Earlier this month, the New Israel Fund and Zulat: Equality and Human Rights co-sponsored the Haaretz newspaper’s Conference for Democracy in Tel Aviv. The conference was attended by leading public figures, government ministers, MKs, and social activists who discussed the state of Israeli democracy in 2021 in the shadow of various political crises and the new coalition government. The main issue under discussion this year was populism, one of the most influential political phenomena affecting many of the world’s democracies, including Israel.
Mickey Gitzin, NIF’s Director in Israel, addressed the conference, saying, “Democracy is not harmonious and free of tensions. Without disagreement there is no democracy, and we cannot heal the world without a fight. The media’s main role as well as civil society, which I myself represent, is to challenge the government, correct it and file lawsuits against it in the courts. Sometimes, when we see things eye to eye, we can also help promote good policies. But we must be clear, without a struggle there is no change, and without change there is no progress, and no justice.”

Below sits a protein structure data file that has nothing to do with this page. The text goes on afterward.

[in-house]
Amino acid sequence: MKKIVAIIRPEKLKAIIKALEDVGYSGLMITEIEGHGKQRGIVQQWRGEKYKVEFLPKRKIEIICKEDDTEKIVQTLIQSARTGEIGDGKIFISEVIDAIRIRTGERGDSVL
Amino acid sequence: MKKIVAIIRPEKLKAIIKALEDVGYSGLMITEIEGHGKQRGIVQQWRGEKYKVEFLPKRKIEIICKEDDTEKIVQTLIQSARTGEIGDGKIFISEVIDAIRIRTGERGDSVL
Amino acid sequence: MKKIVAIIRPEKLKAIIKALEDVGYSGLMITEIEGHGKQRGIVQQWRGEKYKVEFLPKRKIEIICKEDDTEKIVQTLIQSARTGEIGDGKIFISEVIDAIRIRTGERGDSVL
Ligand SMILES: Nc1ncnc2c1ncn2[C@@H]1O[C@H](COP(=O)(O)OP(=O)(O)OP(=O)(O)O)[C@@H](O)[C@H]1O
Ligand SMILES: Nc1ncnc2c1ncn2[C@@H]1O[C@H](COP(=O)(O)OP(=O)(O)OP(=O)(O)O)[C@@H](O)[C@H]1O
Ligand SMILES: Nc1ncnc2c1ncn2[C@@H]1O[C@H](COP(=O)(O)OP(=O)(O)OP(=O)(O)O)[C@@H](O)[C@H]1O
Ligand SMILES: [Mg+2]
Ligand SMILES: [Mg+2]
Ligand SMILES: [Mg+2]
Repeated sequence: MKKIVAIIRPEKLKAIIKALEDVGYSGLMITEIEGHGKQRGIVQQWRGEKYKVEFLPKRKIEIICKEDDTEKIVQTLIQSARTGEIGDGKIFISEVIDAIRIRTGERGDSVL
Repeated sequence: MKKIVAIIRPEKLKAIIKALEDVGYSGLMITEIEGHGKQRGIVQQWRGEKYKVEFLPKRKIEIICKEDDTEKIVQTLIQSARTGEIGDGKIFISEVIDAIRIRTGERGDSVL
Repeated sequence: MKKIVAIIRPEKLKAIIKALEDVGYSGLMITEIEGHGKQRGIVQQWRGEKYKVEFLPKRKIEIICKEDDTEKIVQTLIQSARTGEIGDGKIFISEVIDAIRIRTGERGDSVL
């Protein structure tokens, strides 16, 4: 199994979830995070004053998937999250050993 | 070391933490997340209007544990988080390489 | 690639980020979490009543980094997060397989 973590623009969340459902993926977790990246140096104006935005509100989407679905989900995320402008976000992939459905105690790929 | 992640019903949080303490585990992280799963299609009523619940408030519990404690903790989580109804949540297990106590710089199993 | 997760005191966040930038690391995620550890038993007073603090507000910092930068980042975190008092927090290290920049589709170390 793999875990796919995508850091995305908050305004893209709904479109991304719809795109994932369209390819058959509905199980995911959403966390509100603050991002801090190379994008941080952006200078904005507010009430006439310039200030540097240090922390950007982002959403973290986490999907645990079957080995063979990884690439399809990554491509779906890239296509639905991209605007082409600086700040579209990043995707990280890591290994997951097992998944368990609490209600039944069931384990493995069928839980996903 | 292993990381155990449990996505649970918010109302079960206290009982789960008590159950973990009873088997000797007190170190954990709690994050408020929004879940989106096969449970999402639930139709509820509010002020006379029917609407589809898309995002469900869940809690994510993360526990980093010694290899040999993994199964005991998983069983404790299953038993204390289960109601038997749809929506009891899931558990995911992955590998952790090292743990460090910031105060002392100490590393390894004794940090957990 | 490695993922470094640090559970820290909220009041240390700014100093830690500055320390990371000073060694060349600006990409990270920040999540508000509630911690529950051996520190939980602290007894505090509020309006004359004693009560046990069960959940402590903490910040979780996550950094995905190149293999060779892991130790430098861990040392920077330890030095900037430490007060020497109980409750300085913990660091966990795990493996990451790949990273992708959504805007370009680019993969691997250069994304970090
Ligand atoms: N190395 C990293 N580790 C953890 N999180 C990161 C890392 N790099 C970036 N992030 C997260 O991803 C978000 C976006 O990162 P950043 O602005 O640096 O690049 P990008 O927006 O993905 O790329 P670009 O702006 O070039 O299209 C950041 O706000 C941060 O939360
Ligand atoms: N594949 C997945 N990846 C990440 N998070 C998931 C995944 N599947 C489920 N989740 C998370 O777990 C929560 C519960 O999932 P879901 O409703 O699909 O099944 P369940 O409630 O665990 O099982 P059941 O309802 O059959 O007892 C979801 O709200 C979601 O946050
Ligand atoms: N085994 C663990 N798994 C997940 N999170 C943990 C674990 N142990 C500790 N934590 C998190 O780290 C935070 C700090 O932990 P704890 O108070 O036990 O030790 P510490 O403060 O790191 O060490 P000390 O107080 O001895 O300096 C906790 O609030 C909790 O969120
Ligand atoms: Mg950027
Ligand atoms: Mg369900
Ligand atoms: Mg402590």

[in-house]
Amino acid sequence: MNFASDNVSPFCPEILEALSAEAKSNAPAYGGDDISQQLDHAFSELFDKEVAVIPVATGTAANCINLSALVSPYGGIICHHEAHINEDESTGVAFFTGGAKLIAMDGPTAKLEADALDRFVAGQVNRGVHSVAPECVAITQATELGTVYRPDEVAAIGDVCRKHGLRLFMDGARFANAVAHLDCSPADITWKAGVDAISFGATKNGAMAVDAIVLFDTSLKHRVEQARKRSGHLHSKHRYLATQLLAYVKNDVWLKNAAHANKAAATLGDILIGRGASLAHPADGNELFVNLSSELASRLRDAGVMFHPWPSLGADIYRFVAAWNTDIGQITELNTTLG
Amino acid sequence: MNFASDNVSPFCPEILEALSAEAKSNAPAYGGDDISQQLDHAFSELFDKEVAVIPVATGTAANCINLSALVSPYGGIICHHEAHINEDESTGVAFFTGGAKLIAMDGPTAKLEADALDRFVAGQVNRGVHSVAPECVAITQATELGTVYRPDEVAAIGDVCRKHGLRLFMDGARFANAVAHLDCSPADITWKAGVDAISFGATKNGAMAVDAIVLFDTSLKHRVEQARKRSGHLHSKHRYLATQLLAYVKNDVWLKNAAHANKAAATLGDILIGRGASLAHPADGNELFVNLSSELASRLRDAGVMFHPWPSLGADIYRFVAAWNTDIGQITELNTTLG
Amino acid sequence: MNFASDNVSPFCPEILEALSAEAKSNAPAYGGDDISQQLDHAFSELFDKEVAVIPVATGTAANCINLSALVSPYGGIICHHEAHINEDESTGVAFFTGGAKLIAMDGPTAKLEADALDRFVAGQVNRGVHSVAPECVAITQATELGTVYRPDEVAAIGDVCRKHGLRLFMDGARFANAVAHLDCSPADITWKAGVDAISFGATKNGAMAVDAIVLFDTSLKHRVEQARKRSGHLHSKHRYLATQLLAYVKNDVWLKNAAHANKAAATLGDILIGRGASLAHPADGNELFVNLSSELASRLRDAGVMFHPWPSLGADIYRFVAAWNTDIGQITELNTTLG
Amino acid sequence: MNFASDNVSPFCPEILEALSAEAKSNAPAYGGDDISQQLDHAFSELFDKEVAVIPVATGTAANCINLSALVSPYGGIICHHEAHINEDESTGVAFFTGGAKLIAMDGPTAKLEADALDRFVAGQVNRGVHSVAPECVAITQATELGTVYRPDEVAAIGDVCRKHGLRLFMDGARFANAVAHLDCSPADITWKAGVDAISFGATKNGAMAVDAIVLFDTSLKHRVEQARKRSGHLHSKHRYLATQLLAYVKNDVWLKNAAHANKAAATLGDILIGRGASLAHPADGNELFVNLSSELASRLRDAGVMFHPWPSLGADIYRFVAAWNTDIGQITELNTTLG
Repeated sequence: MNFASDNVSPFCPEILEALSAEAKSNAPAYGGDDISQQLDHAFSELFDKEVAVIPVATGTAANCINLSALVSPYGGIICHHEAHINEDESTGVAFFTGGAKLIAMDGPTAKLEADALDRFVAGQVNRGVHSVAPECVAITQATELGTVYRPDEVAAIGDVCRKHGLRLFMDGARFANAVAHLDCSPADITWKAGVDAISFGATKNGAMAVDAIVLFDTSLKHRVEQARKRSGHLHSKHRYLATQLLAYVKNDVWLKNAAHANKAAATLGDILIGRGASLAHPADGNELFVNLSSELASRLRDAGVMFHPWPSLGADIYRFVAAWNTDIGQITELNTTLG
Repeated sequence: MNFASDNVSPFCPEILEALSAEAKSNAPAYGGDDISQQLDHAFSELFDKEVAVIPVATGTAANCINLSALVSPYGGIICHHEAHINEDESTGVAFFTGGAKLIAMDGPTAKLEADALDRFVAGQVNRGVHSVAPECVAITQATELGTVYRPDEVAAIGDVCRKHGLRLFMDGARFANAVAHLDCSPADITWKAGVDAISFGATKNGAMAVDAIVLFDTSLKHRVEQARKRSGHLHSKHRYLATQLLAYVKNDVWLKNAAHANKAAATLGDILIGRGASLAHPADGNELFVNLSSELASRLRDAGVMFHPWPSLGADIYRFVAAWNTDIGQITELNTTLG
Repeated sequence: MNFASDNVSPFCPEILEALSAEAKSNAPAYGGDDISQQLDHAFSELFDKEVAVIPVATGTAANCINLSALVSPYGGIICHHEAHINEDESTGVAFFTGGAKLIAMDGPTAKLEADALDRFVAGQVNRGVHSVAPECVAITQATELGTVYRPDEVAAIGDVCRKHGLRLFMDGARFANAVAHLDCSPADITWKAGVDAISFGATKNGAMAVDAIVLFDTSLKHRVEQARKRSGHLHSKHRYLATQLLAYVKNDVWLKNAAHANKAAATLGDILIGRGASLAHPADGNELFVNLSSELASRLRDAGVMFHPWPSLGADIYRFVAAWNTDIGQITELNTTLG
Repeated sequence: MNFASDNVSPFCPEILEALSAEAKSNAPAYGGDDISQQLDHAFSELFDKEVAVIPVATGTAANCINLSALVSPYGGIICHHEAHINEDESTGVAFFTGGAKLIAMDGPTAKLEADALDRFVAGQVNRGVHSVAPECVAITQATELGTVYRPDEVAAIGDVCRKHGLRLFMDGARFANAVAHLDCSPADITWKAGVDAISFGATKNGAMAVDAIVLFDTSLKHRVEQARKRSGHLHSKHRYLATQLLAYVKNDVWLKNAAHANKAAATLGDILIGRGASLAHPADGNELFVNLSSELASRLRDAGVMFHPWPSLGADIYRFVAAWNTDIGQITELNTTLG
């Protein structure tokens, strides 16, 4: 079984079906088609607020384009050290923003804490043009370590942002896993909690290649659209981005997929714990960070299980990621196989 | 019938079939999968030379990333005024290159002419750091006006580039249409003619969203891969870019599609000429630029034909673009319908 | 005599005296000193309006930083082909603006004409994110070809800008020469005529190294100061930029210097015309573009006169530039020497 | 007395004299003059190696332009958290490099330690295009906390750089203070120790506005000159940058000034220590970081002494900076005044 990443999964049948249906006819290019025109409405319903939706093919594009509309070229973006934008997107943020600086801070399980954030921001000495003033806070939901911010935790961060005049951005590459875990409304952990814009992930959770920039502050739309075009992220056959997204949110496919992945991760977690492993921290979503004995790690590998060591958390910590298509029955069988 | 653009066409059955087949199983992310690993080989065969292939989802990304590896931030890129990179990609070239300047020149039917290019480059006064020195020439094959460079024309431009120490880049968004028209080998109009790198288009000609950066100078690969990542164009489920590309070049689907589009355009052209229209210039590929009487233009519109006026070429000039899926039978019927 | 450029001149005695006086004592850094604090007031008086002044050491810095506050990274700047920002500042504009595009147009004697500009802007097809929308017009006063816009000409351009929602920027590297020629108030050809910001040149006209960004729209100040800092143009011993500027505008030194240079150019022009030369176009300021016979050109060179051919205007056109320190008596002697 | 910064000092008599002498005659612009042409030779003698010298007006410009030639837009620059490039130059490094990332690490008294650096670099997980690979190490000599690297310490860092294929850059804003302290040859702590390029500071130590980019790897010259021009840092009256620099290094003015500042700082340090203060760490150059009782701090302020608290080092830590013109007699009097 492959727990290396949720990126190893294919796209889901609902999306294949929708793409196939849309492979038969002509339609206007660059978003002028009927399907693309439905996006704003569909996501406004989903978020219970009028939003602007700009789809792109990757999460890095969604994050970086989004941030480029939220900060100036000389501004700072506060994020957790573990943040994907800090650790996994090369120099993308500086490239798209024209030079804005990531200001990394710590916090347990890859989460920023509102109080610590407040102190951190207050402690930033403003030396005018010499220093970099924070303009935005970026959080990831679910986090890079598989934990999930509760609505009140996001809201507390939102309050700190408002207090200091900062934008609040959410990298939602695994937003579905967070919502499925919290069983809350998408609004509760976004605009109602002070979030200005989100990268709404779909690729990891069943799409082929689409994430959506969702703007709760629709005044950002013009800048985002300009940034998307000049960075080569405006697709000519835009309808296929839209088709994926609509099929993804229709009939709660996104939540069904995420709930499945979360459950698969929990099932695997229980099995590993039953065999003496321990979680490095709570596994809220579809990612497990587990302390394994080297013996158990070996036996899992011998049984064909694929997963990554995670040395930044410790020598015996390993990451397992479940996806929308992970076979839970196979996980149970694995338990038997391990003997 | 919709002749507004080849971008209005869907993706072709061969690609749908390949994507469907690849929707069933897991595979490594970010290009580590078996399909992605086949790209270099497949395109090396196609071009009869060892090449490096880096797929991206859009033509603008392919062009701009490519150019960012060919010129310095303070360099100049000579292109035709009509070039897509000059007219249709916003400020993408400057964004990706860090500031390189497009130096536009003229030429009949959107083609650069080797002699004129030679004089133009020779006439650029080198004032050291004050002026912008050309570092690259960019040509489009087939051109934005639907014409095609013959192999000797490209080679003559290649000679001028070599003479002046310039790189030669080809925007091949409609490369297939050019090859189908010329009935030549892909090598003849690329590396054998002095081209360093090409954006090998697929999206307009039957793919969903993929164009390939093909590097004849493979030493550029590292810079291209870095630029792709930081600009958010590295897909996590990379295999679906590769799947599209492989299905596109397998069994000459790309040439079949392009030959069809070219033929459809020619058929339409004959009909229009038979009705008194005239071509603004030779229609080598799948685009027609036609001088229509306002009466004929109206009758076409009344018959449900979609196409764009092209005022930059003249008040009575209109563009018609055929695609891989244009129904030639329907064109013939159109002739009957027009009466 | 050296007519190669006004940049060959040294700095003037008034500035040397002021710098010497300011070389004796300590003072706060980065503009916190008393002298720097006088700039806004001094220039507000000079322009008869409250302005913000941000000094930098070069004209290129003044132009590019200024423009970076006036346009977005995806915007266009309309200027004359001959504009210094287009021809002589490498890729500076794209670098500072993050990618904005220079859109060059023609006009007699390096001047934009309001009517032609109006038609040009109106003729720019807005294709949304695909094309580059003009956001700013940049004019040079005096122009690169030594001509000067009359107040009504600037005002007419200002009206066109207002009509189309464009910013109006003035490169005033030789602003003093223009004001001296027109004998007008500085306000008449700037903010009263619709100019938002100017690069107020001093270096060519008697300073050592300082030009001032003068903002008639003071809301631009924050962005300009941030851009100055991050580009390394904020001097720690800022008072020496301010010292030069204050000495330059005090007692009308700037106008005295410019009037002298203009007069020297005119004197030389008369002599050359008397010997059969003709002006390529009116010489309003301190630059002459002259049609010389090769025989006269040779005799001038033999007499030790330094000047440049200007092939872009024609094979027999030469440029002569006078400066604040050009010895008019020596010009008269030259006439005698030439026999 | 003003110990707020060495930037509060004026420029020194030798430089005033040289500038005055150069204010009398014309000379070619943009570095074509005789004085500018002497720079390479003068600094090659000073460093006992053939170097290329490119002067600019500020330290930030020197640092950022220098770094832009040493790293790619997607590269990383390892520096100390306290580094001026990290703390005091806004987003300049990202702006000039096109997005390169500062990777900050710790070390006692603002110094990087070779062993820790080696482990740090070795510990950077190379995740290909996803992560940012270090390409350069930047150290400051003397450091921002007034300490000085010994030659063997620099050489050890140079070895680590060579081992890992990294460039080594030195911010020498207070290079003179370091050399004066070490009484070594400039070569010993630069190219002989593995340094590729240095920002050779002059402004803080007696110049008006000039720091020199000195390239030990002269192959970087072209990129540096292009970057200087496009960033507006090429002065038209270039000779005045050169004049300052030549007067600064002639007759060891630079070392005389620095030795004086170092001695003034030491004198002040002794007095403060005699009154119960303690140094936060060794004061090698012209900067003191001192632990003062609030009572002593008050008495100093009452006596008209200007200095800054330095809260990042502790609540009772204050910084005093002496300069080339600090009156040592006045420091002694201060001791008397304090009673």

He added, “The greatest achievements of Israeli society came through struggle: negotiating peace agreements, withdrawing from Lebanon, promoting equal rights for women and LGBTQ people, making sure our public institutions are strong, fighting against sexual harassment, advancing workers’ rights and fair pay, promoting economic planning in Arab communities, and more. These achievements have made all Israeli governments proud.”